CleverPet is a home robot that people (and dogs) love

The largest markets for robots is for when there aren’t any people around. We often call those jobs the dirty, dull and dangerous ones, but then there are devices like CleverPet which play with your dog when you aren’t home. What’s not to love about playing with dogs? And yet there is a huge industry growing up around looking after your pet when you simply aren’t available to do it. CleverPet won the 2015 Robot Launch startup competition and took home 1st place at CES 2016.

In 2017, we are seeing many ‘robots’ advertise themselves as being able to play with your pets or even your children and parents when you aren’t home. What’s really involved in creating a good experience with a smart home robot? CleverPet is very tightly focused in how it delivers value.

Interview with Leo Trottier, Founder & CEO of CleverPet (edited for clarity)

What is CleverPet?

CleverPet Hub is like a game console for dogs. It teaches dogs to play games and keeps them from getting bored so that you can feel better about the time your dog needs to spend alone at home without you. It has three touchpads that light up in colors that your dogs can see, it has a speaker so your dog and hear your voice, and it’s got a microphone so you can hear your dog bark. In the morning, instead of putting your dog’s food in a bowl, you put it in the CleverPet Hub, and then our software gives your dog a single piece of his food when he does the right action for the game. There’s also a mobile app that will teach you how to use the Hub, and that allows you to see your dog’s progress.

I love your description of CleverPet as a game console for dogs. But as someone who’s not a dog owner, it looks rather complicated. How many dogs manage to get past Level 1 on this?

Most dogs are able to get to the final level.

The techniques that we’re using have been used for decades by trainers to teach agility and tricks to dogs. They’ve also been used in university contexts with a variety of other animals: monkeys, birds, cats, mice, flies. We know that, given the right curriculum, most dogs can be taught to touch touchpads in a sequence, though of course some dogs will take longer to learn it than others.

The limiting factor is not the cognitive capacity of the dogs, but their motivation to learn. The problem isn’t getting from Step 5 to Step 10; it’s getting from Step 0 to Step 1, and from Step 1 to Step 2. Those early steps are the most challenging, and it all depends on how curious, food- motivated, fearless, and open-minded the dog is.

This is a challenging UI (user interface) problem, because on the one hand this is a product for interacting with pets, and on the other hand, the product has to interact with the consumer — the person who’s buying it, setting it up, and monitoring it.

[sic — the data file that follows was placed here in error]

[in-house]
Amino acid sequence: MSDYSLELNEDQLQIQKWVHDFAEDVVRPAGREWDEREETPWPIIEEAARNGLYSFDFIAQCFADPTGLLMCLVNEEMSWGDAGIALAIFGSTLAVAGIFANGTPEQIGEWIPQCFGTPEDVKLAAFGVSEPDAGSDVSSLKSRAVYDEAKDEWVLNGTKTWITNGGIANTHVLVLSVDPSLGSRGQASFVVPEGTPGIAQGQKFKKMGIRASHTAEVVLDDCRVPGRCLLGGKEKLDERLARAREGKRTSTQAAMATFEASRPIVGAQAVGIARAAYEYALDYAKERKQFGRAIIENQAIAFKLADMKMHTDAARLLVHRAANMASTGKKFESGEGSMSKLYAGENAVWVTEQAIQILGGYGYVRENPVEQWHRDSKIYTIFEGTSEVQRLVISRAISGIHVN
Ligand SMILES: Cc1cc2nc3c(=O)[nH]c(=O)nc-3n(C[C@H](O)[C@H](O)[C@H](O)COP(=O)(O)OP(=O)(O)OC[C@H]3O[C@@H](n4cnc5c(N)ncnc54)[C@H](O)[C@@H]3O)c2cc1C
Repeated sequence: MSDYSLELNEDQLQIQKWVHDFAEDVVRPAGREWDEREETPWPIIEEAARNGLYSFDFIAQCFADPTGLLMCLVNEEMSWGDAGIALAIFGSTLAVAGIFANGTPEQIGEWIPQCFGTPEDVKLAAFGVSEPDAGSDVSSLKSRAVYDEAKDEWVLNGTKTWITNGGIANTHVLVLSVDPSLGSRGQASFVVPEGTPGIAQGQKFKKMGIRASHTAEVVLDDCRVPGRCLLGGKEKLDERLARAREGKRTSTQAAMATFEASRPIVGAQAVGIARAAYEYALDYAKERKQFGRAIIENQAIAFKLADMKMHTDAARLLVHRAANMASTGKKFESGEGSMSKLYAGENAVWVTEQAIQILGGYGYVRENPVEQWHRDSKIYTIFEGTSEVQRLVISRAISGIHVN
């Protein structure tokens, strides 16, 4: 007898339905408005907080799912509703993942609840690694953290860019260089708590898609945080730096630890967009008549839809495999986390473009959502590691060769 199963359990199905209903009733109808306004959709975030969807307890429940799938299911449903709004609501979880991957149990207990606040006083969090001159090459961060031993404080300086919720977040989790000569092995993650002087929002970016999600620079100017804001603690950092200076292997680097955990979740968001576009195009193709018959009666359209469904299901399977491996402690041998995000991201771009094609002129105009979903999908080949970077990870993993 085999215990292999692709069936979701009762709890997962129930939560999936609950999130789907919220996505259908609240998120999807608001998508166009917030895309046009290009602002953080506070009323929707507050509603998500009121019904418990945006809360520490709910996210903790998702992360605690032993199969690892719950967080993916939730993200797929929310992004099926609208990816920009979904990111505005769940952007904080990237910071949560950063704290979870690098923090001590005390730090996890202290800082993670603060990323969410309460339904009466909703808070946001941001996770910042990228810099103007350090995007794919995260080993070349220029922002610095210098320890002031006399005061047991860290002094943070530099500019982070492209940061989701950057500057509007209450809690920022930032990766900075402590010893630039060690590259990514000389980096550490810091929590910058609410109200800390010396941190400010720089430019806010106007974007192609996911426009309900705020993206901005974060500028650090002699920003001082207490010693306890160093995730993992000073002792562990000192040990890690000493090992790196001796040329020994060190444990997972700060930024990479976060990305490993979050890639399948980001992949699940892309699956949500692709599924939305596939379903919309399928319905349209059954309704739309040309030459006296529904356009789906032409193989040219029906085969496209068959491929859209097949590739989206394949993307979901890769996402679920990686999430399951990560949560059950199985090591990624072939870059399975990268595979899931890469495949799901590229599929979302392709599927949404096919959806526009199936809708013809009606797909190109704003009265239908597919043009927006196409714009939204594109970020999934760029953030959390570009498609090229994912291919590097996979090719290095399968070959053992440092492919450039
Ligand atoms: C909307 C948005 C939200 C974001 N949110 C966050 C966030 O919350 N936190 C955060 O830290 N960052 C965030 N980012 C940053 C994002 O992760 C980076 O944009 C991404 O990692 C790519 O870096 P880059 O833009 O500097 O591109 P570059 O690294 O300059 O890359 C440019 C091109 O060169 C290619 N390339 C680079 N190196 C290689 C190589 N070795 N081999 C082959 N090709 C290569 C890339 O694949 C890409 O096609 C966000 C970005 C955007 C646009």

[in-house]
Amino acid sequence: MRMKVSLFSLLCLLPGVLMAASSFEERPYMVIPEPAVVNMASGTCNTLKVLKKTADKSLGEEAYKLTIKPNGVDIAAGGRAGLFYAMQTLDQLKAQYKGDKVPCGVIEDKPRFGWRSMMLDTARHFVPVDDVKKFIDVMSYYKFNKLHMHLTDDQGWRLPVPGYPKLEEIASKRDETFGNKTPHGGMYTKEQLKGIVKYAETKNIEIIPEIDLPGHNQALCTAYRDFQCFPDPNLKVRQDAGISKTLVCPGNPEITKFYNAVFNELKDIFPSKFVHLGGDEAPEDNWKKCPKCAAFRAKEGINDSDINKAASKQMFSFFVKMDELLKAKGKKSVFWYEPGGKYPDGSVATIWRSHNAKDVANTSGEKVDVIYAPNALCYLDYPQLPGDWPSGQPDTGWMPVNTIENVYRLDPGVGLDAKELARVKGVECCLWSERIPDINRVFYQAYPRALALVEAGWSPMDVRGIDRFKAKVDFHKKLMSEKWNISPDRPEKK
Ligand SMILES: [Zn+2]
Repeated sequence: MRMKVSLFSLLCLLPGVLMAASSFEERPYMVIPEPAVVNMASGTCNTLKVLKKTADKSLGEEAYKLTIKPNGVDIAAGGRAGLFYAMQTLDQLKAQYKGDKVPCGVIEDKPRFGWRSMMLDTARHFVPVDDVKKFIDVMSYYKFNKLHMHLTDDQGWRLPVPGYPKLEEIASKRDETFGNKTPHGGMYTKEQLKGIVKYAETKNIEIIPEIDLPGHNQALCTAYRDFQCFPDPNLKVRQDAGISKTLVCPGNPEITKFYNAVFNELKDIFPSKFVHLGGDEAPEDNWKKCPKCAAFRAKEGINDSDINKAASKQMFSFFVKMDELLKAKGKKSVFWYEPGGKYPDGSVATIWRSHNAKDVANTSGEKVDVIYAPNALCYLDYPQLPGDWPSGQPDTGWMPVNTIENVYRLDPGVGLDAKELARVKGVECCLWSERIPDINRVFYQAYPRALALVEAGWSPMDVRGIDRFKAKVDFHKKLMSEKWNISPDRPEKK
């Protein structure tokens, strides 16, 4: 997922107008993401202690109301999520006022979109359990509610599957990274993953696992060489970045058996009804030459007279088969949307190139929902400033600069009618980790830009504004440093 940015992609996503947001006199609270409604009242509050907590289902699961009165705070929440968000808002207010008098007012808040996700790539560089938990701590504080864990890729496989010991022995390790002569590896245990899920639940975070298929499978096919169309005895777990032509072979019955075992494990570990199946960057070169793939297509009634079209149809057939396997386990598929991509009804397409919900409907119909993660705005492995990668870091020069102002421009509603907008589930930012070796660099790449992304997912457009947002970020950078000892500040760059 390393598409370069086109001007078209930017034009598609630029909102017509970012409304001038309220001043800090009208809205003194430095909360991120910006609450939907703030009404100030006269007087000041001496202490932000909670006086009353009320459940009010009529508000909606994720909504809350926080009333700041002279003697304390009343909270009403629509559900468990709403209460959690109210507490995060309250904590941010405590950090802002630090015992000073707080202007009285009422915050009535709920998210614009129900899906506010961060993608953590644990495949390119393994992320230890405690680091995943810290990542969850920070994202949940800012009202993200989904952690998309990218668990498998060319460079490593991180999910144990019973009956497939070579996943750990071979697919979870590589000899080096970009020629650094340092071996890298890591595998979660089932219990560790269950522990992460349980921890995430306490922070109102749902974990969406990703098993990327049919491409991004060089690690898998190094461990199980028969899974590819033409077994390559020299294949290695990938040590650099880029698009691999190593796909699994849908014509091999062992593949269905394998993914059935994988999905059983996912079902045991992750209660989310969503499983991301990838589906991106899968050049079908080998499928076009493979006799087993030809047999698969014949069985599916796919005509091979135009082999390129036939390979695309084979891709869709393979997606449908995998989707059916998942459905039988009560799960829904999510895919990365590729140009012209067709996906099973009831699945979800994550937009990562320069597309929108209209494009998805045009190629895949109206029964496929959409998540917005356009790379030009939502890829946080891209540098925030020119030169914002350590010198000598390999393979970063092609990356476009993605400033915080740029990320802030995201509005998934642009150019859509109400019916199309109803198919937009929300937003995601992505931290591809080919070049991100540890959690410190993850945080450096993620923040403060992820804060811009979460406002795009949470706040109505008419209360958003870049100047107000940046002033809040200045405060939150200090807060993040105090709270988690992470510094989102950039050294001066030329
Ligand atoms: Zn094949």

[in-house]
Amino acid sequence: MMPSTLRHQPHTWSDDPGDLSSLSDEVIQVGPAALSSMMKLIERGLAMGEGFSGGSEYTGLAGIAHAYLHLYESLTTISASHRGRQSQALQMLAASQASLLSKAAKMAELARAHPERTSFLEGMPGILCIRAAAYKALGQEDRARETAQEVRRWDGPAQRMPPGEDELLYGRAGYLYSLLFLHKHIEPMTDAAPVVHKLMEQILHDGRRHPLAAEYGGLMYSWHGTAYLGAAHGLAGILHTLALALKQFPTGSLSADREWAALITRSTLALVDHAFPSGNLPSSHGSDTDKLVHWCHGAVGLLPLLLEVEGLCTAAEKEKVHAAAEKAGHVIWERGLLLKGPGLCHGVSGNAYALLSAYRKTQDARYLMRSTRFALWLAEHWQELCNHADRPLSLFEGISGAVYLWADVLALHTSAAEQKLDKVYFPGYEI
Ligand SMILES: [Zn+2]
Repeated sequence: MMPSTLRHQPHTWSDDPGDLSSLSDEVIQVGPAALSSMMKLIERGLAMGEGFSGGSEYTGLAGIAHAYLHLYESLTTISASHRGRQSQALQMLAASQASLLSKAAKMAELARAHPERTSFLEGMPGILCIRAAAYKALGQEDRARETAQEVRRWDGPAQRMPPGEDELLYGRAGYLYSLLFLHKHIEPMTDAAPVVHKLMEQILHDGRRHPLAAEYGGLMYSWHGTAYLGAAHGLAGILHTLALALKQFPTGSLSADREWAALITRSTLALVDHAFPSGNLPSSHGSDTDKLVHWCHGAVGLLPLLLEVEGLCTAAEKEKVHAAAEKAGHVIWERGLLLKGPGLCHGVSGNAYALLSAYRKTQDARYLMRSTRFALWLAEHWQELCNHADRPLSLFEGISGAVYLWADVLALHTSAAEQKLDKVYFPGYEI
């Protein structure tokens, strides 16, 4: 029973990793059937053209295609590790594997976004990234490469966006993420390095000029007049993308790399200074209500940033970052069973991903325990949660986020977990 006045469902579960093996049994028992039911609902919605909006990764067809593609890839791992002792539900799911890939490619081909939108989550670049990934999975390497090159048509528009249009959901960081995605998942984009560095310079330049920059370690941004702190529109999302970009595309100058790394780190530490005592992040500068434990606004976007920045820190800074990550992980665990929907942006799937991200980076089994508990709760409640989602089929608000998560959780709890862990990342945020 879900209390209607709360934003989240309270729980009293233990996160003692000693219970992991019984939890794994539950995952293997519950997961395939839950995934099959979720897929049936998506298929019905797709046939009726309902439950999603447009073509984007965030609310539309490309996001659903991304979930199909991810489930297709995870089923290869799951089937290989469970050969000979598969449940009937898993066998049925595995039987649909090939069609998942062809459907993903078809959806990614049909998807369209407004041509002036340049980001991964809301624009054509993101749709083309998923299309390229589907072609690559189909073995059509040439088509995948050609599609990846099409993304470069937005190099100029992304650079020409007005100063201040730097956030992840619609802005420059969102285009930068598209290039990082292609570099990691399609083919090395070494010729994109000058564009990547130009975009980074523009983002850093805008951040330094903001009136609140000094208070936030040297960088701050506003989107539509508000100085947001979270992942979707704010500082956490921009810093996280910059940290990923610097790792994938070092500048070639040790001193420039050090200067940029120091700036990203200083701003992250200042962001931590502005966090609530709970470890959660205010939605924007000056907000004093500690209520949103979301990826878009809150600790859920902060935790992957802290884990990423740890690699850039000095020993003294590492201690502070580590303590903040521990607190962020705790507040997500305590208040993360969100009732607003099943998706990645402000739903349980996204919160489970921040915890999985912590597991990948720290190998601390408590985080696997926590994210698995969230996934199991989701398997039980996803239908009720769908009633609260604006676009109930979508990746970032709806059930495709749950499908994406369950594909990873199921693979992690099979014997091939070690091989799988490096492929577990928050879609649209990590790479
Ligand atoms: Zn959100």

Can you describe a little bit about each of these two streams?

Both the person and the dog have to learn a sequence of actions, and at first, the progress is gated primarily by what the dog is able to do at any given point in time.

In the beginning, it’s easier for a human to understand what the goal of the sequenceis, because we can use words to describe to a person what the dog should be doing. For example: “Right now we’re teaching the dog to use these touchpads.”

It’s trickier for the dog. People sometimes overestimate what their dog can actually understand, and so they might do things like grab their dog’s paw and put it onto the touchpad.

But we don’t want people to interfere with the learning that their dog is doing, because if the dog develops a negative association with using the Hub, it will set the whole learning process back. On the other hand, if this is something that the dog discovers on his own, then he is likely to associate the Hub instead with a new thing that he can do in the world, and that is interesting and exciting to him.

Is there a significant population of pet owners who feel that their pets need something like CleverPet?

We know that there are people who feel bad about needing to leave their dog alone at home. I have hundreds of quotes from people saying things like, “My dog has separation anxiety and I can’t afford dog daycare. I feel horrible about it, and I wish I could give him something to do during the day.” That’s the ‘why buy?’— the thing that everyone can understand, and why most people make the initial purchase.

But what is much more interesting and powerful is the excitement of having a new way to interact with your dog. Most people have a very relatively small area of potential interaction with their dog because it only consists of the times when they can be together (which is intrinsically limited) and because there is no data associated with it. But by adding data, adding more time, and also adding insight through analytics, we can greatly expand the interaction surface in a way that I think people who love their dogs and are desperate to understand them better will find deeply exciting.

People love talking about their dogs and showing pictures of them. But now they’re not just going to be showing you pictures, they’re going to be showing you pictures and data and charts and explanations about when their dog leveled up, and why they do well on particular days and not other days, and what kind of progress their dog is making. We’re really excited about developing fodder for this kind of conversation — it will be the reason why we go from being a company that is selling a hundred thousand CleverPet Hubs to one that is selling tens of millions.

Are you able to extrapolate information about the mood of pets from this?

With this version of the Hub, we’ll be able to make indirect inferences about mood. For example, by looking at how active or inactive the dog is, especially as compared with previous days, we can recognize whether he’s feeling high energy or low energy, which might imply an underlying health issue.

Other pet devices are either tele-operated or pure auto-feed or auto-play. CleverPet stands out by having a smart interaction that adapts to the individual animal. Can you tell us more?